We found that GCs produce H2O2, but the reasons remain to be fully elucidated. Several enzymes, namely steroidogenic enzymes, oxidases (specifically the NOX 4 and 5 enzymes ) may be responsible for ROS generation.
DA, formed by DCC from L-DOPA, is a factor described previously in high concentrations in FF and it increases the generation of H2O2 in GCs. This is due to uptake and cellular metabolism of DA . In GCs this may lead to oxidative stress and our studies using an automated evaluation of cell confluence indeed revealed a deleterious action of DA. In contrast L-DOPA increased cell confluence. Cell confluence is a measure for cell viability, cell number and/or size and increases seen in the L-DOPA group can be interpreted as overall trophic action [4, 5, 26]. Results of cell counting after exposure to L-DOPA confirm this assumption (data not shown). Clearly, a detailed evaluation of the cellular events, which may also include cell death events, are required to decipher the actions of L-DOPA.
If transferable to the in vivo situation, DA and L-DOPA thus may act antagonistically on the ROS environment of the follicle. The present study also indicates that L-DOPA levels in FF are somewhat lower than the ones in serum, at least in samples available to us. However, FF and serum samples do not stem from the same women, hence this point must be evaluated further.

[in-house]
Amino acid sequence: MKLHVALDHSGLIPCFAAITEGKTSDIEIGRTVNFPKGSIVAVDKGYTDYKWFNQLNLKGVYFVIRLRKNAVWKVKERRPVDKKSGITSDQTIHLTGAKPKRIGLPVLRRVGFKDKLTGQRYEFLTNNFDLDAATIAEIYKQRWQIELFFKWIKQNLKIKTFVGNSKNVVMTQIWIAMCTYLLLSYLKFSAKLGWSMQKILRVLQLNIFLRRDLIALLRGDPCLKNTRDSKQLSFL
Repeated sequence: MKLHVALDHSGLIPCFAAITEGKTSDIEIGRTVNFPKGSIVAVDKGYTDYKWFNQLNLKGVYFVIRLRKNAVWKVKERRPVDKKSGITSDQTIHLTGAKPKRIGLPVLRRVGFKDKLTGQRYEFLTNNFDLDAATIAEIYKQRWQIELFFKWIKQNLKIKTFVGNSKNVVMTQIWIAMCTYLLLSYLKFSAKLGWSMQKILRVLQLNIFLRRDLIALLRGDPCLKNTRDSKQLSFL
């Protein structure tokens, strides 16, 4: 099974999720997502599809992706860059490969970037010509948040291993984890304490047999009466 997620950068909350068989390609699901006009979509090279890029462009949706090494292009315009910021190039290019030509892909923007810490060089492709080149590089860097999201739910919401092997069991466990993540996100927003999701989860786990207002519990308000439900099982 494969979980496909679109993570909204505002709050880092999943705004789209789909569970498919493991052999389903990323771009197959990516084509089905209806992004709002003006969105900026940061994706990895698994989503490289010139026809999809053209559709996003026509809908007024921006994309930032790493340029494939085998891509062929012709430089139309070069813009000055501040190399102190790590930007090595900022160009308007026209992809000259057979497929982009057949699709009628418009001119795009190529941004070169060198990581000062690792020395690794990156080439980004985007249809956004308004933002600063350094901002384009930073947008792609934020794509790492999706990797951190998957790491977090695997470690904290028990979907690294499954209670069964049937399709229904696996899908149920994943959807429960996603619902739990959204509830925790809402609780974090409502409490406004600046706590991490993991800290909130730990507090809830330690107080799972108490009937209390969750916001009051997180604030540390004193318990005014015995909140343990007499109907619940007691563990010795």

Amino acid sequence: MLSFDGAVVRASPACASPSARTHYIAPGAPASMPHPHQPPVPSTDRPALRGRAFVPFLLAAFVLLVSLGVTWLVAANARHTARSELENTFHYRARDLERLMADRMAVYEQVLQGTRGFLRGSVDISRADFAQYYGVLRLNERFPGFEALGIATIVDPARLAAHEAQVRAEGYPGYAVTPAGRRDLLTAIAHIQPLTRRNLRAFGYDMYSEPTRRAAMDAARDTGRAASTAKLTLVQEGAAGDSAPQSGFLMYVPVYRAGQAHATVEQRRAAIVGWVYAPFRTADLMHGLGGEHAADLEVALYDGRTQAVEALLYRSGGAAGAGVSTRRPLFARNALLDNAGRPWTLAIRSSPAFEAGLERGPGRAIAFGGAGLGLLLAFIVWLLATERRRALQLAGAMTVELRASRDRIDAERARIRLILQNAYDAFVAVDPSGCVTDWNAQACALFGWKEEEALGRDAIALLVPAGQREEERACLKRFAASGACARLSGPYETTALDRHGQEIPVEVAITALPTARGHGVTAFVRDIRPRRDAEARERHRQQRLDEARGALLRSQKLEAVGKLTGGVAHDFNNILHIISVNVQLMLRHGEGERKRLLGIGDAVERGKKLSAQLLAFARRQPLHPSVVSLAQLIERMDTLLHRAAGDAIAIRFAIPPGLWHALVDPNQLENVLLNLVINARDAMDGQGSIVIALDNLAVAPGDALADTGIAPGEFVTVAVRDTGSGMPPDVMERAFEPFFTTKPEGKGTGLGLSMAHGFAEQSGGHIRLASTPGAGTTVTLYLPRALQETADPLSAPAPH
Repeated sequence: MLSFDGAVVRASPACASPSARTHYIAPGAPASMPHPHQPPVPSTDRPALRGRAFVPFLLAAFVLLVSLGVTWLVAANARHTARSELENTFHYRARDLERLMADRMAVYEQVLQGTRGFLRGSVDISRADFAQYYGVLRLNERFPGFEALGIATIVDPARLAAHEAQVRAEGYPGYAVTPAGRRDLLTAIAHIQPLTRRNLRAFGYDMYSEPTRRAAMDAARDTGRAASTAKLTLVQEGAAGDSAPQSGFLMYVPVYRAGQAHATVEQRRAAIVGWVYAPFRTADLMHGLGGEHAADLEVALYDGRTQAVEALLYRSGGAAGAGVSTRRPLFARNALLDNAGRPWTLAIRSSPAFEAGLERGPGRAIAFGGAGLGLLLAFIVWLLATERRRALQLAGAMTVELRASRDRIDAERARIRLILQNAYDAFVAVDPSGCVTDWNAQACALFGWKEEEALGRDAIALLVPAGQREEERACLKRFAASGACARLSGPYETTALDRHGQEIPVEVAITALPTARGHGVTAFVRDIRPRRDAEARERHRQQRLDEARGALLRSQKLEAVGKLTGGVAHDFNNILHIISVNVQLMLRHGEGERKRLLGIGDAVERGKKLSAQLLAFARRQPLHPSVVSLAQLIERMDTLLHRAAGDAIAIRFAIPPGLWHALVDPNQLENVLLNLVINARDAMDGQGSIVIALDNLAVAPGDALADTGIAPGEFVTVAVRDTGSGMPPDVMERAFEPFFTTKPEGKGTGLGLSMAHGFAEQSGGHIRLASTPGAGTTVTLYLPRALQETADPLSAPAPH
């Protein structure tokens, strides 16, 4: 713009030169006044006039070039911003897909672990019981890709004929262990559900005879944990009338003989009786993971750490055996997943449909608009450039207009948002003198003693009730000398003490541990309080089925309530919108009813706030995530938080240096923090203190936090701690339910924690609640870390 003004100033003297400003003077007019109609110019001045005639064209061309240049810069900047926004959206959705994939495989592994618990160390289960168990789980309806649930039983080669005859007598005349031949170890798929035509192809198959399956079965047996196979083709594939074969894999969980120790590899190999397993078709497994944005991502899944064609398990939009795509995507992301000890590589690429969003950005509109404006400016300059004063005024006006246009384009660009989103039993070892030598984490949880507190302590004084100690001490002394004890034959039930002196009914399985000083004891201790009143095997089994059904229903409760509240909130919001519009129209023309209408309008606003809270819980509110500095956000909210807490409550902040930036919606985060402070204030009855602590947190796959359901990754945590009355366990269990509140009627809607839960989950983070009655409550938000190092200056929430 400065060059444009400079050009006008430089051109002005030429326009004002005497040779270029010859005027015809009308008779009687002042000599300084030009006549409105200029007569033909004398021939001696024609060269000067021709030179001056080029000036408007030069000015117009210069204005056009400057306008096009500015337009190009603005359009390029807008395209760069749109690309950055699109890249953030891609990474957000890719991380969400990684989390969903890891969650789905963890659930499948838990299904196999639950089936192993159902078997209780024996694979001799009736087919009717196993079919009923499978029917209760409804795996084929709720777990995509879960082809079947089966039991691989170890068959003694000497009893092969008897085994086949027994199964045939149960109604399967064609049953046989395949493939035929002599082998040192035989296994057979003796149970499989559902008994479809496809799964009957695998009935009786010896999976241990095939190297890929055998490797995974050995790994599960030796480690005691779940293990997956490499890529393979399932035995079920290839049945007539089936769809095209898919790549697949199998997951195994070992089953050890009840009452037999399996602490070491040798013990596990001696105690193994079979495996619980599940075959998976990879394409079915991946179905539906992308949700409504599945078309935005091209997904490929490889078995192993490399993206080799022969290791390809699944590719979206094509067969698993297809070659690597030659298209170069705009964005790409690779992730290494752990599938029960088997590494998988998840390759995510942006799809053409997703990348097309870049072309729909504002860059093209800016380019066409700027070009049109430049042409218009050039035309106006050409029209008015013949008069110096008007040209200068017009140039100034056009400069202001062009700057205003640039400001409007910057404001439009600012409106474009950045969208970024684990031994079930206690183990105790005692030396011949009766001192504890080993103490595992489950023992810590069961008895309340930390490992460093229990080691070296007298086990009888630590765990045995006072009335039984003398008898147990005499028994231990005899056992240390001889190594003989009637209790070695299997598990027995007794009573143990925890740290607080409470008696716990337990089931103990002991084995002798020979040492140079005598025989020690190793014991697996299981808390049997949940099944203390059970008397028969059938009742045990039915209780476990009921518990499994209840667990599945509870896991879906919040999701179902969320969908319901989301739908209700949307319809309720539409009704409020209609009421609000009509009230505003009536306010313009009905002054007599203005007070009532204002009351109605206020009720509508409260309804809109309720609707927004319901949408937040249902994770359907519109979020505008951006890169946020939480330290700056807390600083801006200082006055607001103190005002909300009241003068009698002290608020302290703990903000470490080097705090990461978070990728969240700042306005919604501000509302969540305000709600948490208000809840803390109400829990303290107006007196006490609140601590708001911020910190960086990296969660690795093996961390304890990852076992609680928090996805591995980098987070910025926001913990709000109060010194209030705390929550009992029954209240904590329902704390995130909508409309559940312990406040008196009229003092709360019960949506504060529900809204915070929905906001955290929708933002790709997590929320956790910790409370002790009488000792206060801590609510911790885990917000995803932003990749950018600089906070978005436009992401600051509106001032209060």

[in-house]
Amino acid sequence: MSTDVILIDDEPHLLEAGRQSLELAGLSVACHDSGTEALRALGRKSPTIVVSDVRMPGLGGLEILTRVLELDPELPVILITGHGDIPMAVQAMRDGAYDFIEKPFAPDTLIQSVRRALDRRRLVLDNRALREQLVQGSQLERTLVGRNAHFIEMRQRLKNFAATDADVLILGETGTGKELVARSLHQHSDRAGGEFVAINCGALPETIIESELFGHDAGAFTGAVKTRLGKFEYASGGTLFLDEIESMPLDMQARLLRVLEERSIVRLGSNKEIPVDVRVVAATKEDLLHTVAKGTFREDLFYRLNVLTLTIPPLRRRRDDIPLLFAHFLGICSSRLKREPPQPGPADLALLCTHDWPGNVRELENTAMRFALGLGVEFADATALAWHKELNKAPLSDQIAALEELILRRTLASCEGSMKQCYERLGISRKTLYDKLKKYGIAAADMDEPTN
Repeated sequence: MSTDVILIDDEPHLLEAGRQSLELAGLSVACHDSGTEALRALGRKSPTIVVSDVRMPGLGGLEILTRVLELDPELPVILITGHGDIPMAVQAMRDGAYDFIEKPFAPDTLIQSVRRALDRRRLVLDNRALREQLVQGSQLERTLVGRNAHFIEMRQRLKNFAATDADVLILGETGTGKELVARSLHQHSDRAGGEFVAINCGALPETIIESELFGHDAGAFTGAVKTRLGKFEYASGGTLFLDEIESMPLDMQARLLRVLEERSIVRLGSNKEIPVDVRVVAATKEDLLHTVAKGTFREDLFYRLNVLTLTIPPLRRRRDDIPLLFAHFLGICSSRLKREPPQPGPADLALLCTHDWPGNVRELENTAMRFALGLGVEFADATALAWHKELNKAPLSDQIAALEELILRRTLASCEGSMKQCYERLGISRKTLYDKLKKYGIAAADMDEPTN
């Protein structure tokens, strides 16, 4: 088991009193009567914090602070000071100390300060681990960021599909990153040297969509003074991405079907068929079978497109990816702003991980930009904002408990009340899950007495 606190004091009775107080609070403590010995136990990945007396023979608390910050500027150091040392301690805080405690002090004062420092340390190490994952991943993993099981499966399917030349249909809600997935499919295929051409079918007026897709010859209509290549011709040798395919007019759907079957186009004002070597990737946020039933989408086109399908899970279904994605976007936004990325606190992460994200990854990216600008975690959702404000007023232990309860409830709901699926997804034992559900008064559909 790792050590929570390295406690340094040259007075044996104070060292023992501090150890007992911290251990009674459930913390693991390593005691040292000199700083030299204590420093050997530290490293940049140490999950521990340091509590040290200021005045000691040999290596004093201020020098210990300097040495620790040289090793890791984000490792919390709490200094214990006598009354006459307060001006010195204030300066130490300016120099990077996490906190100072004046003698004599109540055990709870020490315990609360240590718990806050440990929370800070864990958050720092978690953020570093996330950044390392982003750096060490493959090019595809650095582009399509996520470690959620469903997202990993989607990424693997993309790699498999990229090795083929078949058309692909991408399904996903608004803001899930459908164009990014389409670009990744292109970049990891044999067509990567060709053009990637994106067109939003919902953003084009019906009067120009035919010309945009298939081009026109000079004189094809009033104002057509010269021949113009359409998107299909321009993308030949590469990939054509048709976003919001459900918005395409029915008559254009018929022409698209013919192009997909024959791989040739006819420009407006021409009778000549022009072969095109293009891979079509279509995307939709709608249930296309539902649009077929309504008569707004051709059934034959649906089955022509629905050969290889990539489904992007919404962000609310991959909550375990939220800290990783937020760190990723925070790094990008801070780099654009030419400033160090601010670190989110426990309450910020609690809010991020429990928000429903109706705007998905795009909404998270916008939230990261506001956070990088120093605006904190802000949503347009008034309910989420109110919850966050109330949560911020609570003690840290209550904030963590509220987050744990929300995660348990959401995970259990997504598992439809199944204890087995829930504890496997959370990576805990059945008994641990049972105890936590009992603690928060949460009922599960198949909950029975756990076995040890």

The samples from human CLs available to us were positive for DDC protein. They likely stem from the mid phase of the life span of the CL. Unfortunately the expression of DDC in other phases of the CL (formation, regression) could not be studied due to a lack of samples. We did not detect DDC in IVF-derived cultured GCs. They were cultured under basal conditions for a few days and may represent cells comparable to the young, forming CL. This may in part explain the discrepancy but, clearly, a more detailed study on DDC-expression during the life span of the CL will be required.
Expression of DDC in TCs and in the CL imply that DA can be generated in the ovary from its immediate precursor, rather than from L-tyrosine, since TH, the rate limiting enzyme, was reported in neuronal elements but not in TCs and GCs of the human ovary . In brain expression of different catecholamine-synthesizing enzymes in different neurons were reported , implying that synthesis of catecholamines not necessarily depends on de novo synthesis from L-tyrosine in all cells.
With regard to the ovarian pathophysiology, DCC expression in TCs may imply that their number and the presence of a CL could be correlated with higher DA levels within the ovary. The relevance for PCOS, in which hyperthecosis is reported, remains to be shown. However we have previously shown higher DA in FF of PCOS women undergoing IVF , a result that could be related to more TCs (hyperthecosis) expressing DDC.
In summary, L-DOPA could be an antioxidant factor of relevance for the human ovary. This conclusion from our studies raises the question whether an enhanced exogenous supply of L-DOPA may be a novel therapeutic approach to treat ovarian conditions related to oxidative stress. Furthermore, to our knowledge positive actions of systemic L-DOPA in mice were reported. They include a small increase in fertility, namely increased litter size . Reports in human are however to our knowledge almost missing, a fact related to the onset of Parkinson's disease after childbearing years . Only one brief study stemming from 1980 reported that L-DOPA positively affects female fertility .